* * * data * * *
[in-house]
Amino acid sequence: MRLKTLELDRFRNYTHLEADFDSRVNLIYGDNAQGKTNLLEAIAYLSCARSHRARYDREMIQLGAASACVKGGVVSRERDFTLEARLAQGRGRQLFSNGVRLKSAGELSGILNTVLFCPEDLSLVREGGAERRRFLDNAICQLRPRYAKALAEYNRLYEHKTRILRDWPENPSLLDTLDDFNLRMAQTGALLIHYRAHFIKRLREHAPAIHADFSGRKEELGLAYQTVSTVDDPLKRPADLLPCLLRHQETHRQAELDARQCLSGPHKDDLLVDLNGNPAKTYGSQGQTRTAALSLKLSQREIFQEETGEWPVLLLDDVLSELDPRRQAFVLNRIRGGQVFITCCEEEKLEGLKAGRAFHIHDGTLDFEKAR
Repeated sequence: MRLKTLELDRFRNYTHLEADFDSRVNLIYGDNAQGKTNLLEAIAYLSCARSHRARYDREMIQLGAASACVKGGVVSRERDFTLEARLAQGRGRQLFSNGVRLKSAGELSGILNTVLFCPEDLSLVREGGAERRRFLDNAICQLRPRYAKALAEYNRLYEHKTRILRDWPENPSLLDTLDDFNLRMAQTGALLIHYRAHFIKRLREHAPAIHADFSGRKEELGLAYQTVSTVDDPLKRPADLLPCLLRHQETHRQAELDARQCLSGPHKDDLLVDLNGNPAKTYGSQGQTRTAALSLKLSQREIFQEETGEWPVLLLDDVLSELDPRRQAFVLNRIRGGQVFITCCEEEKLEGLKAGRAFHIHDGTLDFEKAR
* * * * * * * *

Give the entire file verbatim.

[in-house]
Amino acid sequence: MRLKTLELDRFRNYTHLEADFDSRVNLIYGDNAQGKTNLLEAIAYLSCARSHRARYDREMIQLGAASACVKGGVVSRERDFTLEARLAQGRGRQLFSNGVRLKSAGELSGILNTVLFCPEDLSLVREGGAERRRFLDNAICQLRPRYAKALAEYNRLYEHKTRILRDWPENPSLLDTLDDFNLRMAQTGALLIHYRAHFIKRLREHAPAIHADFSGRKEELGLAYQTVSTVDDPLKRPADLLPCLLRHQETHRQAELDARQCLSGPHKDDLLVDLNGNPAKTYGSQGQTRTAALSLKLSQREIFQEETGEWPVLLLDDVLSELDPRRQAFVLNRIRGGQVFITCCEEEKLEGLKAGRAFHIHDGTLDFEKAR
Repeated sequence: MRLKTLELDRFRNYTHLEADFDSRVNLIYGDNAQGKTNLLEAIAYLSCARSHRARYDREMIQLGAASACVKGGVVSRERDFTLEARLAQGRGRQLFSNGVRLKSAGELSGILNTVLFCPEDLSLVREGGAERRRFLDNAICQLRPRYAKALAEYNRLYEHKTRILRDWPENPSLLDTLDDFNLRMAQTGALLIHYRAHFIKRLREHAPAIHADFSGRKEELGLAYQTVSTVDDPLKRPADLLPCLLRHQETHRQAELDARQCLSGPHKDDLLVDLNGNPAKTYGSQGQTRTAALSLKLSQREIFQEETGEWPVLLLDDVLSELDPRRQAFVLNRIRGGQVFITCCEEEKLEGLKAGRAFHIHDGTLDFEKAR